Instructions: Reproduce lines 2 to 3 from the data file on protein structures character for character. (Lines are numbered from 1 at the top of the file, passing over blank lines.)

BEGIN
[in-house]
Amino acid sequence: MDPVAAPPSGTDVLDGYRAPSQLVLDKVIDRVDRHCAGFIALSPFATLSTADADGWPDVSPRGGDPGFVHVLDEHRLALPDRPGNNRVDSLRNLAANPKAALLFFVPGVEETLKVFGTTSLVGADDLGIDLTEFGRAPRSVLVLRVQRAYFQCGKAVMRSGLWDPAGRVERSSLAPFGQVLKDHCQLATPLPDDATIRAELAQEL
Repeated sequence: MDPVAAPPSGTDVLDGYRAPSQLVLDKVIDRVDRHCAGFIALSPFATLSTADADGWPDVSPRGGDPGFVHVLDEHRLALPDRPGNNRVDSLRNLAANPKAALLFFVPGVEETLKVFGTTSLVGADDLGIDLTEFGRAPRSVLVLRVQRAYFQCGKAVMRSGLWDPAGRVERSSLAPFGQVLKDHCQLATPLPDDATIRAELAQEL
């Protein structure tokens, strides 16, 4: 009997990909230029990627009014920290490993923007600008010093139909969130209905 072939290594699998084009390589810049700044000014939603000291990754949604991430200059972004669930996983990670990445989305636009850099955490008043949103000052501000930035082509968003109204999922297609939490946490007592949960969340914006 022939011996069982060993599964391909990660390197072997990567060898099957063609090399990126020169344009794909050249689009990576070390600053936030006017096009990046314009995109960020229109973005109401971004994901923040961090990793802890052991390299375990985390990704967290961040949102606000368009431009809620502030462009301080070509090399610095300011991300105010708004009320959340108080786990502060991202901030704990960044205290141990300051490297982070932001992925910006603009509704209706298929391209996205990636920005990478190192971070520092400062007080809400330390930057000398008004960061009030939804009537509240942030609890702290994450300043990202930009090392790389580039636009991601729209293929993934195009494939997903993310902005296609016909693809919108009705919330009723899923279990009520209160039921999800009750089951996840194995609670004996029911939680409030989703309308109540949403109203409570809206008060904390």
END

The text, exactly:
Amino acid sequence: MDPVAAPPSGTDVLDGYRAPSQLVLDKVIDRVDRHCAGFIALSPFATLSTADADGWPDVSPRGGDPGFVHVLDEHRLALPDRPGNNRVDSLRNLAANPKAALLFFVPGVEETLKVFGTTSLVGADDLGIDLTEFGRAPRSVLVLRVQRAYFQCGKAVMRSGLWDPAGRVERSSLAPFGQVLKDHCQLATPLPDDATIRAELAQEL
Repeated sequence: MDPVAAPPSGTDVLDGYRAPSQLVLDKVIDRVDRHCAGFIALSPFATLSTADADGWPDVSPRGGDPGFVHVLDEHRLALPDRPGNNRVDSLRNLAANPKAALLFFVPGVEETLKVFGTTSLVGADDLGIDLTEFGRAPRSVLVLRVQRAYFQCGKAVMRSGLWDPAGRVERSSLAPFGQVLKDHCQLATPLPDDATIRAELAQEL